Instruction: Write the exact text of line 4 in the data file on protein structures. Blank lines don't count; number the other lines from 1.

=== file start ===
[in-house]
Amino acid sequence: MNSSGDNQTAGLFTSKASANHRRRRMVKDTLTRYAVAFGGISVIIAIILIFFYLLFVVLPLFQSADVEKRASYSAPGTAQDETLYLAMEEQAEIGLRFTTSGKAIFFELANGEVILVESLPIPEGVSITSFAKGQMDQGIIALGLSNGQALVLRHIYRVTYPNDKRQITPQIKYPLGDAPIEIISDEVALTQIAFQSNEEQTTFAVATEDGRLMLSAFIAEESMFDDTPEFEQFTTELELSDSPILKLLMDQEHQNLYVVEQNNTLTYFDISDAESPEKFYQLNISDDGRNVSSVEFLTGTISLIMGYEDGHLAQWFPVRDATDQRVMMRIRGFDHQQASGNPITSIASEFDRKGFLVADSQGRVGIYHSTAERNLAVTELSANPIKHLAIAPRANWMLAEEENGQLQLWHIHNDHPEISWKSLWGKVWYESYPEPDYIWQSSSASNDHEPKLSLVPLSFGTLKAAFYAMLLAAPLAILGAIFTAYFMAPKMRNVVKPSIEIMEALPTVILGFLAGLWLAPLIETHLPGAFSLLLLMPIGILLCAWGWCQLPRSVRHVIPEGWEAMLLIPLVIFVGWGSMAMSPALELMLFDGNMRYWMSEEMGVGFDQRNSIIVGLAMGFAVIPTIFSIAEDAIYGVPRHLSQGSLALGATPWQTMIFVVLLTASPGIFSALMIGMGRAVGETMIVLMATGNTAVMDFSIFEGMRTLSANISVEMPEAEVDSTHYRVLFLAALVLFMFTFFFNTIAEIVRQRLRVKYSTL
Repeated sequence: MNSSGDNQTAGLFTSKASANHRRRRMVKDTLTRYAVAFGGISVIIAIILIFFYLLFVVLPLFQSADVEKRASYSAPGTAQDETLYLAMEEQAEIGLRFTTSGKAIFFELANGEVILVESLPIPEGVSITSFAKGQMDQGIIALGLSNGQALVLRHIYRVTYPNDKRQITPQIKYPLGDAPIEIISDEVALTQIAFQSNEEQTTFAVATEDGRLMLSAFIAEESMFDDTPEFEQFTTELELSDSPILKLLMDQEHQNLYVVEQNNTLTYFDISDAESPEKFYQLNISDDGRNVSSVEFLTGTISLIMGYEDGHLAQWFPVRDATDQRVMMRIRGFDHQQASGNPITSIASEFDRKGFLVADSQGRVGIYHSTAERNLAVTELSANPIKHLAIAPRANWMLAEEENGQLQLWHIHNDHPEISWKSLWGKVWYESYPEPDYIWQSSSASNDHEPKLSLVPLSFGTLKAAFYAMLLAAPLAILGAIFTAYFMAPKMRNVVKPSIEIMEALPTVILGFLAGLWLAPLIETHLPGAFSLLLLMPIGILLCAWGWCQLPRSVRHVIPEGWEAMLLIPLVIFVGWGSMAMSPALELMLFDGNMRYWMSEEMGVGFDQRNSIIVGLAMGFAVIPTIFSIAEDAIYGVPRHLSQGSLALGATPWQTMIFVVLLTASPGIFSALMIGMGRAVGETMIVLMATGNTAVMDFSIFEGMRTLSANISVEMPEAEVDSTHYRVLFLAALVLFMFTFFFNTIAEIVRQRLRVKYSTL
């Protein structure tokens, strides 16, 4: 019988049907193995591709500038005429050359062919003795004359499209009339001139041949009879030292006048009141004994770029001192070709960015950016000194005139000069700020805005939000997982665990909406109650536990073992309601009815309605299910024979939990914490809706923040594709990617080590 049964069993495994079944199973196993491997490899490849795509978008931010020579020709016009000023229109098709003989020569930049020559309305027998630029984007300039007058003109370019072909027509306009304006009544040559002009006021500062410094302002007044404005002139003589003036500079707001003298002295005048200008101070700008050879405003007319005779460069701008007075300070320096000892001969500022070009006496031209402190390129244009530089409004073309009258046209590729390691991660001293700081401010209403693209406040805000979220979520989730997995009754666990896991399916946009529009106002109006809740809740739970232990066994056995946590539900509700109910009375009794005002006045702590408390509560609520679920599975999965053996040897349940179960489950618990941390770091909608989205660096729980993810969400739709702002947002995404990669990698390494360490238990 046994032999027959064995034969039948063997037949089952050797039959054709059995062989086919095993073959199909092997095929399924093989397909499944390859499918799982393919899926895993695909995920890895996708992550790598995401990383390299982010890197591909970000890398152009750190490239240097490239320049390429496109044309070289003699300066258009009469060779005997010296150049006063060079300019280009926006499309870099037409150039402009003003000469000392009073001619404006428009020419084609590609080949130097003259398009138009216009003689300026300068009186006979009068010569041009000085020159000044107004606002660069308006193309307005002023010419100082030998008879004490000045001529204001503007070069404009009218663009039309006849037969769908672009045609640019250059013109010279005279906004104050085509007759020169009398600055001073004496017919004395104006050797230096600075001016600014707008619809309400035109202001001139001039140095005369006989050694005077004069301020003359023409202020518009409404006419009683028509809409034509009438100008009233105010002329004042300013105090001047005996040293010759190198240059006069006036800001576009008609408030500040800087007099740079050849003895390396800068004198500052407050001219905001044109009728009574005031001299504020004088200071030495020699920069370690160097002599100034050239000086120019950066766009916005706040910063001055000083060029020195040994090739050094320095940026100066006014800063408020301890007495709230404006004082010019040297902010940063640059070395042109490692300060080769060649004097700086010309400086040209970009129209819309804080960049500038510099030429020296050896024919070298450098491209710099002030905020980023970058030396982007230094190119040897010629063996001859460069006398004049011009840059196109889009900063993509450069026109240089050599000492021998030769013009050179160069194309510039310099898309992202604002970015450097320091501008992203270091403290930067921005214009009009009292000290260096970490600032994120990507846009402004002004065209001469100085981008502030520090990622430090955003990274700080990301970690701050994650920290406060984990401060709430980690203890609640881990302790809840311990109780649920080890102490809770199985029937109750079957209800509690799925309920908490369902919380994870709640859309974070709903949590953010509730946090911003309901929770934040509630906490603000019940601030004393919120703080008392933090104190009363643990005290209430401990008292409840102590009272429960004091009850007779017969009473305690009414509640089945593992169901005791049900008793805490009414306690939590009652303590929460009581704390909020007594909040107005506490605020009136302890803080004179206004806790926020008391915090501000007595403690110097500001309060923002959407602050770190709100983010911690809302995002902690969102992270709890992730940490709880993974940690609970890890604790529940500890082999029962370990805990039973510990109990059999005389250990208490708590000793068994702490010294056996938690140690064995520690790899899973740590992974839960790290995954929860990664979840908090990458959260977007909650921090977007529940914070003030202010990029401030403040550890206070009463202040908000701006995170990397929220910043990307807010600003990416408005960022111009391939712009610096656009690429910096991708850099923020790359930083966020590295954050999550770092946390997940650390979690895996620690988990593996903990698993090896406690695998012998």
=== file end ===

């Protein structure tokens, strides 16, 4: 019988049907193995591709500038005429050359062919003795004359499209009339001139041949009879030292006048009141004994770029001192070709960015950016000194005139000069700020805005939000997982665990909406109650536990073992309601009815309605299910024979939990914490809706923040594709990617080590 049964069993495994079944199973196993491997490899490849795509978008931010020579020709016009000023229109098709003989020569930049020559309305027998630029984007300039007058003109370019072909027509306009304006009544040559002009006021500062410094302002007044404005002139003589003036500079707001003298002295005048200008101070700008050879405003007319005779460069701008007075300070320096000892001969500022070009006496031209402190390129244009530089409004073309009258046209590729390691991660001293700081401010209403693209406040805000979220979520989730997995009754666990896991399916946009529009106002109006809740809740739970232990066994056995946590539900509700109910009375009794005002006045702590408390509560609520679920599975999965053996040897349940179960489950618990941390770091909608989205660096729980993810969400739709702002947002995404990669990698390494360490238990 046994032999027959064995034969039948063997037949089952050797039959054709059995062989086919095993073959199909092997095929399924093989397909499944390859499918799982393919899926895993695909995920890895996708992550790598995401990383390299982010890197591909970000890398152009750190490239240097490239320049390429496109044309070289003699300066258009009469060779005997010296150049006063060079300019280009926006499309870099037409150039402009003003000469000392009073001619404006428009020419084609590609080949130097003259398009138009216009003689300026300068009186006979009068010569041009000085020159000044107004606002660069308006193309307005002023010419100082030998008879004490000045001529204001503007070069404009009218663009039309006849037969769908672009045609640019250059013109010279005279906004104050085509007759020169009398600055001073004496017919004395104006050797230096600075001016600014707008619809309400035109202001001139001039140095005369006989050694005077004069301020003359023409202020518009409404006419009683028509809409034509009438100008009233105010002329004042300013105090001047005996040293010759190198240059006069006036800001576009008609408030500040800087007099740079050849003895390396800068004198500052407050001219905001044109009728009574005031001299504020004088200071030495020699920069370690160097002599100034050239000086120019950066766009916005706040910063001055000083060029020195040994090739050094320095940026100066006014800063408020301890007495709230404006004082010019040297902010940063640059070395042109490692300060080769060649004097700086010309400086040209970009129209819309804080960049500038510099030429020296050896024919070298450098491209710099002030905020980023970058030396982007230094190119040897010629063996001859460069006398004049011009840059196109889009900063993509450069026109240089050599000492021998030769013009050179160069194309510039310099898309992202604002970015450097320091501008992203270091403290930067921005214009009009009292000290260096970490600032994120990507846009402004002004065209001469100085981008502030520090990622430090955003990274700080990301970690701050994650920290406060984990401060709430980690203890609640881990302790809840311990109780649920080890102490809770199985029937109750079957209800509690799925309920908490369902919380994870709640859309974070709903949590953010509730946090911003309901929770934040509630906490603000019940601030004393919120703080008392933090104190009363643990005290209430401990008292409840102590009272429960004091009850007779017969009473305690009414509640089945593992169901005791049900008793805490009414306690939590009652303590929460009581704390909020007594909040107005506490605020009136302890803080004179206004806790926020008391915090501000007595403690110097500001309060923002959407602050770190709100983010911690809302995002902690969102992270709890992730940490709880993974940690609970890890604790529940500890082999029962370990805990039973510990109990059999005389250990208490708590000793068994702490010294056996938690140690064995520690790899899973740590992974839960790290995954929860990664979840908090990458959260977007909650921090977007529940914070003030202010990029401030403040550890206070009463202040908000701006995170990397929220910043990307807010600003990416408005960022111009391939712009610096656009690429910096991708850099923020790359930083966020590295954050999550770092946390997940650390979690895996620690988990593996903990698993090896406690695998012998």